Teaching: on the front line

September 26, 2003

What is your experience of teaching? Pat Leon asks teachers how they manage.

Name: Carole Roberts.

Age: 55.

Job: Professorial dean, faculty of business and informatics, and director, Higher Education Research Centre, University of Salford.

Salary: £51,000

Qualifications: BSc maths (Southampton); MSc mathematical statistics (Birmingham).

Experience: I taught mathematics, statistics and operational research at a London polytechnic, moved to a teacher-training college in Wales, then came to Salford in 1977, initially as a lecturer in quantitative business analysis.

Hours spent teaching: I am now involved only in postgraduate supervision.

Hours on research: Not enough. Some weeks it is impossible.

Hours on red tape: I am responsible for a £25 million devolved budget. My faculty comprises five schools. We have about 100 taught programmes with about 5,000 students from more than 75 countries and three internationally excellent research groups. Last year, I established Salford's Higher Education Research Centre. I spend much time in committees and other meetings but do not really regard this as red tape.

Teaching bugbear: Semesterisation. I was sceptical of its benefits and argued strongly against it. My fears were that it led to excessive workloads, over-assessment and encouraged a surface approach to learning.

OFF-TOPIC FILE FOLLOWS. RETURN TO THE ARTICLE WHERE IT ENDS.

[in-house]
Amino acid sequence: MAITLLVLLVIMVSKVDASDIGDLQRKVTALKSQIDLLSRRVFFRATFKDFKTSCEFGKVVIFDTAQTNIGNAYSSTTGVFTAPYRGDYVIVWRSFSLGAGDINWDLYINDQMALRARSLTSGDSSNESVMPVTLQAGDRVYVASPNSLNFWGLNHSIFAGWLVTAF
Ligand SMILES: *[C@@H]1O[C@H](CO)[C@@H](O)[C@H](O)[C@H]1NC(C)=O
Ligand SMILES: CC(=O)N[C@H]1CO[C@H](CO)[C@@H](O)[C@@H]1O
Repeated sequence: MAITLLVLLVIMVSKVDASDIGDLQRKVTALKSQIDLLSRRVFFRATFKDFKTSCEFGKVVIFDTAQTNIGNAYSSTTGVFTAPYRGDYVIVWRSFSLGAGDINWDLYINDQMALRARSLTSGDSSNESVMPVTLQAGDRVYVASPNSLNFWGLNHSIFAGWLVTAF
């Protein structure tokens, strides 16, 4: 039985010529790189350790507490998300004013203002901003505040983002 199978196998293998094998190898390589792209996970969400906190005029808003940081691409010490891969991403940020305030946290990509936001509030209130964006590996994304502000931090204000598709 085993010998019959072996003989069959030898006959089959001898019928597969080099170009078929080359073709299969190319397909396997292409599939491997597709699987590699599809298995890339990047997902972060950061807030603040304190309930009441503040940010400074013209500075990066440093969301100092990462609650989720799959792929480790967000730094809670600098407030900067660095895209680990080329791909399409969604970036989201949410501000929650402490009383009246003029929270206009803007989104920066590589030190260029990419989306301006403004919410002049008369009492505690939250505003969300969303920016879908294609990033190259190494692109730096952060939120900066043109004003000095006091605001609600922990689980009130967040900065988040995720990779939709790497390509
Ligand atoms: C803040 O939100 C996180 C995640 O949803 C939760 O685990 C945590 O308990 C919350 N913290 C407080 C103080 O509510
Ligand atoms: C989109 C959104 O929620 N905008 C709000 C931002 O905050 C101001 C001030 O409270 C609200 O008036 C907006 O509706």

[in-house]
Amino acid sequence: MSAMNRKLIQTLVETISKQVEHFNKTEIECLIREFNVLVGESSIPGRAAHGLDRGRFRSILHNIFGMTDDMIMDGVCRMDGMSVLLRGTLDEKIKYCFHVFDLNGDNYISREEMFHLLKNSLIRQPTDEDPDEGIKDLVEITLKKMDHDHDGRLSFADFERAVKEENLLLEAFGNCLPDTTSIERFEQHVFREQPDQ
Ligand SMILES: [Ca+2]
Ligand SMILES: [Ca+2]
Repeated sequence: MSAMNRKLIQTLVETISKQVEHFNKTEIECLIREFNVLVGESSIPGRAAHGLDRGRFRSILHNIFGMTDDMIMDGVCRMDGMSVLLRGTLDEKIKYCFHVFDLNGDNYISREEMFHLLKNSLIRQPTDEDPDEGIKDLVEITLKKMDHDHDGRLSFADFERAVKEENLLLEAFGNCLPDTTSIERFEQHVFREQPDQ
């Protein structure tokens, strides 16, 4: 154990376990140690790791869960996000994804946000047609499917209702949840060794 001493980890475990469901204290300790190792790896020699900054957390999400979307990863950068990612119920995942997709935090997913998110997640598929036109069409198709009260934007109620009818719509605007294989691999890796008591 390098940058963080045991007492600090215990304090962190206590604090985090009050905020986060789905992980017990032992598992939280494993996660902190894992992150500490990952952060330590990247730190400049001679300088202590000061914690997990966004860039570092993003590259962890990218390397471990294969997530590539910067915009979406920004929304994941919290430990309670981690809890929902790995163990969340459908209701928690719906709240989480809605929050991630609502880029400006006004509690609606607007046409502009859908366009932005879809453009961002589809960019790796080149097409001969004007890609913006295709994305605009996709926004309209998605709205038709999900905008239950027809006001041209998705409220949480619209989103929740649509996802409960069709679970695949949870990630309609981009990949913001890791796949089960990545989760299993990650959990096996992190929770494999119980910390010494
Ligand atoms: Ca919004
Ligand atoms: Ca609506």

The reality has not changed my view. Salford was widening access long before the latest government policies. The greatest challenge is how to respond to more diverse student learning needs. Widening participation will not be achieved until the students are retained and are successful.

Research indicates that some students take time to adapt to university.

Plunging them into large amounts of summative assessment soon after arrival does not help.

How would you solve it? Some universities are desemesterising. But, whatever the framework, we need to be more creative in curriculum design.

We also need more flexibility. For example, my art and design colleagues believe that short intensive periods of study work best for some modules, while humanities colleagues argue for modules spread over the year.

Teaching tips: Salford runs a number of projects to get to know our students better and identify factors that contribute to their success. One project is comparing schools that are improving retention with others where it is declining. One interesting result is that our improving schools tend to make all assessment count from the start. The early tasks count for little. This encourages students to take assessment seriously but means early difficulties need not have fatal consequences.

Career highpoints: Being awarded the Operational Research Society's President's medal; being submitted to the research assessment exercise 2001 with our information systems group, which rose from 4 to 5*. Organising, with Dorothy Oakey, Salford's inaugural Learning and Teaching Research Conference last month.

Outside interests: Governor of Eccles College. My two daughters. My husband and I are involved in our local church. We enjoy classical music concerts and camping in France - along with the wine.

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